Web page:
Earlier tonight, I turned the burner on high and while I was waiting for my rice to come to a full boil I had a thought: “I wonder if rice cooked in beer would be good.”
A few years ago, I would have likely wondered that for quite a while. It may have been on my mind while I ate my boring water-based rice. It may have popped into my mind tomorrow, or the next day, when I next saw rice or beer. Visions of beer-based rice recipes might have danced in my belly. I may have wondered about it for a week (or ten) before I finally giving in, cooking it, and exiting Wonderland for Knowville.
But none of that happened, because Google.
Before the water (boring) in the pot began boiling I already knew if “beer rice” was a thing, what it would taste like (delicious), exactly how to make it, and what types of recipes it would be good in (ALL OF THEM).
This is a recent phenomenon that I’m not sure I’m comfortable with. It goes far beyond magical ways to cook rice. Earlier today I was wondering how long it would take to walk from Austin to San Francisco. This is a question my phone was able to answer in a few seconds (23.6 days of non-stop walking). Don’t get me wrong: it’s fantastic that I’m able to figure that out so quickly, because now I know that my idea for a project this summer is a bit less conceivable than I guessed. It’s great to know things sometimes. But it’s also nice to not know.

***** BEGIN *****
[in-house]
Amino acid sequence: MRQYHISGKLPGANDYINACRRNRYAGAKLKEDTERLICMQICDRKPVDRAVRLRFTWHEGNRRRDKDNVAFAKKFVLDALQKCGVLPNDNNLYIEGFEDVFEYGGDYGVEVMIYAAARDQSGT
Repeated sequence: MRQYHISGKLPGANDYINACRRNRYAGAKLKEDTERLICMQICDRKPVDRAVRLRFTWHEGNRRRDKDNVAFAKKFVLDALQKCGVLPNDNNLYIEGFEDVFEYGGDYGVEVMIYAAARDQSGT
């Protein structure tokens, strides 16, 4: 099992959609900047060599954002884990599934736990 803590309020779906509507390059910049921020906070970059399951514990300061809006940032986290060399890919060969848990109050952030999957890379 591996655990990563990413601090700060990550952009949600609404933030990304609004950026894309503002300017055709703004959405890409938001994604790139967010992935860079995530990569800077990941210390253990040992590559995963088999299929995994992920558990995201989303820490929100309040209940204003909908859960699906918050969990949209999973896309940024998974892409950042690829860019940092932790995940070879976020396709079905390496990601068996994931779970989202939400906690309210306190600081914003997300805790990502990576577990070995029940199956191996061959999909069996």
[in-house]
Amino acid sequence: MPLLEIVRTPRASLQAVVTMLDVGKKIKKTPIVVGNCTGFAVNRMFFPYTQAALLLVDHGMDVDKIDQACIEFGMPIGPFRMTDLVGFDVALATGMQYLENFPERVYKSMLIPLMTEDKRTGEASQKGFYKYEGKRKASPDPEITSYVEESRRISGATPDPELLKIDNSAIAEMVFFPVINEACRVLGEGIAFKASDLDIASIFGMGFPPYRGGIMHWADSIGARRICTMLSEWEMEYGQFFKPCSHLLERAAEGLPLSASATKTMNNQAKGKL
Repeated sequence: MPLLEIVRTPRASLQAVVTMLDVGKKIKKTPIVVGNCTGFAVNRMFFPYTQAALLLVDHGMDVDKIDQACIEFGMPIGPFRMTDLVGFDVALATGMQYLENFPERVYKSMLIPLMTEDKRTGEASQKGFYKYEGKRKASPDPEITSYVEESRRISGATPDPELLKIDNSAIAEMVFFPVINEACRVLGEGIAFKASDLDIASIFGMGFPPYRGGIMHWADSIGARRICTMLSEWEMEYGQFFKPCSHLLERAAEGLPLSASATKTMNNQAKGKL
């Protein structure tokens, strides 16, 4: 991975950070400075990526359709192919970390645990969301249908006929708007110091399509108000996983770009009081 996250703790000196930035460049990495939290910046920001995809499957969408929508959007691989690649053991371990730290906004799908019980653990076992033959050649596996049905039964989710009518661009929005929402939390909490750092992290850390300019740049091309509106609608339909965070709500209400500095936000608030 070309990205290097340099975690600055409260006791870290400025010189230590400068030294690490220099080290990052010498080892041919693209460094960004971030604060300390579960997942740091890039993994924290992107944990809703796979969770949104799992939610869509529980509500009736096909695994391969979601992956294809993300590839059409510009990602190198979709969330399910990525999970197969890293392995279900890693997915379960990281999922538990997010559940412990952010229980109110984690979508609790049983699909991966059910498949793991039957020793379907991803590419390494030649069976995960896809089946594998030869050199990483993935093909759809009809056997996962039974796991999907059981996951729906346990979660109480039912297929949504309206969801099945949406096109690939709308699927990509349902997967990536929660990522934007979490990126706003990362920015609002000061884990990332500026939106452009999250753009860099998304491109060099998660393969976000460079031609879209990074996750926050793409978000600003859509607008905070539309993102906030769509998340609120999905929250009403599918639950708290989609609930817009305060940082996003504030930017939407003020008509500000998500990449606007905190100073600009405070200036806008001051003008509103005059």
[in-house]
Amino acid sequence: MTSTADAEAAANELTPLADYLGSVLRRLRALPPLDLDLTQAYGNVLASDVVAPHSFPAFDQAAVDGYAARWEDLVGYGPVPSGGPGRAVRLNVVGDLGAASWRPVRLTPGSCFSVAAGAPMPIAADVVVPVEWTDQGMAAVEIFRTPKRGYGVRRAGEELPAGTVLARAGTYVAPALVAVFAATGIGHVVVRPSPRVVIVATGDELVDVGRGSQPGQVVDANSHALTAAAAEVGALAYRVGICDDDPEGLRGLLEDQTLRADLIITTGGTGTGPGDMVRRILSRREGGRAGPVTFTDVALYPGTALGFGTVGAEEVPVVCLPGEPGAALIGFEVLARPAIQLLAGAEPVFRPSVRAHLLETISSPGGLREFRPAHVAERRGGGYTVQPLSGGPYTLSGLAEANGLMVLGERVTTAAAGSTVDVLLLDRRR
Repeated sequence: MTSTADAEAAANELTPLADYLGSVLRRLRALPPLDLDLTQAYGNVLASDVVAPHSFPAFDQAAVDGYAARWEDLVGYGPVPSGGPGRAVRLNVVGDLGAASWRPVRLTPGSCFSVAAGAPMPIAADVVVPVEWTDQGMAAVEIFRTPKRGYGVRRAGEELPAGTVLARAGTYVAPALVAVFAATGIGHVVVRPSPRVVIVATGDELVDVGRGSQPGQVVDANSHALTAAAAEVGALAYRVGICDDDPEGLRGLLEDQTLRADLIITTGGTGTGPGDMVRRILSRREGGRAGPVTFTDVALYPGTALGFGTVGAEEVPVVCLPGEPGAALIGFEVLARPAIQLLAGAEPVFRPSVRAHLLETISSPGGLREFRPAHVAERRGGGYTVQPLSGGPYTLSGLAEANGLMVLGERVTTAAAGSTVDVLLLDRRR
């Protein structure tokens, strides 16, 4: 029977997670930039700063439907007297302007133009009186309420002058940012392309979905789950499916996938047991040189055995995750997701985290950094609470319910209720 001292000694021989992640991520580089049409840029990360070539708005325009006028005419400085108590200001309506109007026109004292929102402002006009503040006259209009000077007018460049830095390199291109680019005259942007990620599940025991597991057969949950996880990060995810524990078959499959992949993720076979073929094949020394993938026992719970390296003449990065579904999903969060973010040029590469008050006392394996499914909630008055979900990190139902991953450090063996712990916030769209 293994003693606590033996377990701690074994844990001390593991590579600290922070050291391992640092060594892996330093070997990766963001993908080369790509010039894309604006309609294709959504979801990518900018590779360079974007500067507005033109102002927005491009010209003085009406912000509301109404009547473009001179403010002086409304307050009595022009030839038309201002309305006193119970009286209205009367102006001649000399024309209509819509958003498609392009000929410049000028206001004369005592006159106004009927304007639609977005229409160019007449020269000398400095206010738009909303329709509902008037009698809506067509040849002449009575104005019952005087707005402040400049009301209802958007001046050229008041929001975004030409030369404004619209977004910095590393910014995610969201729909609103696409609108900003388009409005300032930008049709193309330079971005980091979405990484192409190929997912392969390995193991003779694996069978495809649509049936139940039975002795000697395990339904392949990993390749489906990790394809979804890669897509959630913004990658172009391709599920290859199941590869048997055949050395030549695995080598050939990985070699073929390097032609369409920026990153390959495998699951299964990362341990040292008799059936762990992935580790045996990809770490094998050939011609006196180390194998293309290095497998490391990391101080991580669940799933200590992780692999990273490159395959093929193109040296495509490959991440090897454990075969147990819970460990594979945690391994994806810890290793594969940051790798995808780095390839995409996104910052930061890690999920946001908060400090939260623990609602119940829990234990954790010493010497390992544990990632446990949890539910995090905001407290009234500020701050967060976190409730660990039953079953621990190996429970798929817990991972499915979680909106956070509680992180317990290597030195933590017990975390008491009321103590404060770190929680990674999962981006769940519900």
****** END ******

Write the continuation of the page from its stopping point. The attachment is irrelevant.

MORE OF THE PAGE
When you don’t know something, your mind wanders a bit and you might end up in a new space, or with a new thought, that you wouldn’t have had if you knew. Knowing can be dangerous, too, because while we might think we know something, and act on that knowledge, we rarely know anything. Only the Sith deal in absolutes.
Fear of Missing Out?
I publish sporadically, aiming for quality of quantity. Would you like me to send you an email every once in awhile with new entries to Better Humaning, and other tasty morsels?
And yes, I know that I can choose to not look something up, and let myself wonder a bit about it before I know, but that’s not the same. If the answer is right there at my finger tips, wondering feels insincere. I spent a great deal of my childhood wondering, but if I was able to google “Has anyone figured out if humans are able to hibernate like grizzly bears?” I would have. And then I would have been bummed. Because the answer is no. This is our future: we can look up anything that’s ever been known in a matter of seconds, but we don’t have flying cars and we have to stay awake all winter.
I love being able to learn as much as we’re able to learn on the internet. I love love Wikipedia. But I also love the idea of not knowing, sometimes. And I miss that.
I miss wondering.